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Keiko Fukuda became captivated by judo. She continued training during World War II and took it up again when the martial arts ban was lifted after Japan surrendered. By 1953 she was among the senior-most female judoka in the world. She was awarded godan, or fifth-degree black belt. In 1966 she moved to the United States and opened the Soko Joshi Judo Club, where she taught for decades. Keiko Fukuda was given the Order of the Sacred Treasure by Japan for her work in judo. She wrote books, taught around the world and created a kata championship that’s one of the art’s most prestigious events. And as of 1973, she was still a fifth dan. Glass Ceiling When Keiko Fukuda began judo, the Kodokan set up a separate rank system for women, recognizing only five grades of black belt. No matter how skillful one was, the rule was ironclad. Meanwhile, since 1926, men had been able to attain rank up to ninth dan. Not long thereafter, 10th dan was established. The Kodokan has a long history of bumbling in the promotion and practice of judo. Often, the hierarchy has failed to recognize opportunities and remained reluctant to act in the best interest of the art. Its refusal to even consider changing the rank system for female judoka is a perfect example. Behind the scenes, beginning in the late 1960s, enormous pressure was exerted on the Kodokan to update this system, primarily on behalf of Keiko Fukuda. It was outrageous that male judoka who were decades junior to her now outranked her. The pressure was applied in a variety of ways. Some Japanese judo masters tried to use graciousness and oblique diplomacy. Some Westerners were blunt about it, almost threatening. The Kodokan refused to give in until finally in 1973, threatened with international embarrassment, it relented. Keiko Fukuda was promoted to sixth dan. It had been 29 years since her last promotion. In subsequent years, perhaps to make up for its policy, the Kodokan promoted Keiko Fukuda again. She became a Kodokan ninth dan. (She was awarded a 10th dan from the International Judo Federation, but the rank wasn’t recognized by the Kodokan.) Judo Lifestyle It’s difficult to imagine the road Keiko Fukuda traveled. Her father died when she was a child. Her uncle discouraged her participation in judo; it wasn’t something a girl of her caste should do, he said. Instead of marrying and having children, which was expected of women of her generation, she practiced judo. She endured the same injuries, disappointments and challenges as any serious martial artist, but she also faced unique obstacles related to the culture and atmosphere of the male-dominated dojo. She came to the United States while still relatively young and had to learn the language and customs of a foreign land. For a time, she had no home of her own and lived with one of her students. Like every other budo teacher of her time in this country, she faced enormous difficulties translating the spirit and values of the martial arts to something Americans could grasp easily. In all those years, Keiko Fukuda never complained about the treatment she got from the Kodokan. Her status as a personal student of Jigoro Kano should have elevated her to the realm of legend. If anyone had the right to say, “Do you know who I am?” it was her. She could have pointed to her accomplishments, to the awards and recognition she’d received. She could have highlighted the clinics she taught, the championships she founded, the scholarships she provided for young judoka, and asked, “Who has done more for judo than me?” Instead of pleading or complaining, Keiko Fukuda went about following the way of judo. She taught, trained, supervised and coordinated events, tournaments and clinics. She never focused on grades or rank; she focused on her art until February 9, 2013, the day she died. Are you irritated that you haven’t been treated “fairly” with respect to promotions in your dojo? Well, maybe you have a point. Maybe you’ve done more for your art than Keiko Fukuda has done for hers. Then again, maybe not. About the Author: Dave Lowry is one of Black Belt's contributing editors.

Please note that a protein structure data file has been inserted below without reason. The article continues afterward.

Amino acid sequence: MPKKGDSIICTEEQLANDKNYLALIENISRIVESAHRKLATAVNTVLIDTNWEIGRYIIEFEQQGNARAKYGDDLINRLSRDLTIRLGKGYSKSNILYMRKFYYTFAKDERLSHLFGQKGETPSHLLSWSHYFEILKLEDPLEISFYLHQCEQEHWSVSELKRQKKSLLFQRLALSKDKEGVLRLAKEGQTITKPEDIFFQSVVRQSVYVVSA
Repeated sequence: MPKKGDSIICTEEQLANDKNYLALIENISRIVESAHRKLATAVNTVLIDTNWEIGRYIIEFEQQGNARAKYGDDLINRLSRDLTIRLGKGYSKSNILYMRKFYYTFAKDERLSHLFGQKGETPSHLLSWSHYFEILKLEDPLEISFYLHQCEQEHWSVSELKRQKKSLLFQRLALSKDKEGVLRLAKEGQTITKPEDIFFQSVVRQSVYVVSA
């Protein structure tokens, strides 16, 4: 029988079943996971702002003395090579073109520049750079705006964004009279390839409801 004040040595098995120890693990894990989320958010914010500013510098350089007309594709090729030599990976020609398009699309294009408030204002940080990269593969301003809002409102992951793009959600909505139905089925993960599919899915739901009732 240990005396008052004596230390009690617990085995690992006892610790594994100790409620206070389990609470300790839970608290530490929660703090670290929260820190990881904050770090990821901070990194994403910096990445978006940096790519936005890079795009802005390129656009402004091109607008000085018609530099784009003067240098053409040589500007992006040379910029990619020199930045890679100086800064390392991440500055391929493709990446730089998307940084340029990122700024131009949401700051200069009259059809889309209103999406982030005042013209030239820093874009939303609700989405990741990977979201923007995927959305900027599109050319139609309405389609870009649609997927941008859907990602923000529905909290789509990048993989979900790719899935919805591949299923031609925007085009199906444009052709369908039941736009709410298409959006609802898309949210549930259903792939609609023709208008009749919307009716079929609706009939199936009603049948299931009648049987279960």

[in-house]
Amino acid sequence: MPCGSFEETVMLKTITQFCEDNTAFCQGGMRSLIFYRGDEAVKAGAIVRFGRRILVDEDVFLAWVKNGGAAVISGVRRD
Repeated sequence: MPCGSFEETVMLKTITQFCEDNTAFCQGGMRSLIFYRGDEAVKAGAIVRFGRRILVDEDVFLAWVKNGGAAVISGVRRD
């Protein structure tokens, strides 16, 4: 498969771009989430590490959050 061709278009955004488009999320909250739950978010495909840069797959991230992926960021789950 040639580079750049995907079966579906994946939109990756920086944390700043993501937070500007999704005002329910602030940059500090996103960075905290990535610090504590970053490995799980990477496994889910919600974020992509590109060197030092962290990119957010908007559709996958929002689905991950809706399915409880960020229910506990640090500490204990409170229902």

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Do you want to maximize your self defense skills? Learn the game of combat chess and most importantly the queen of all moves.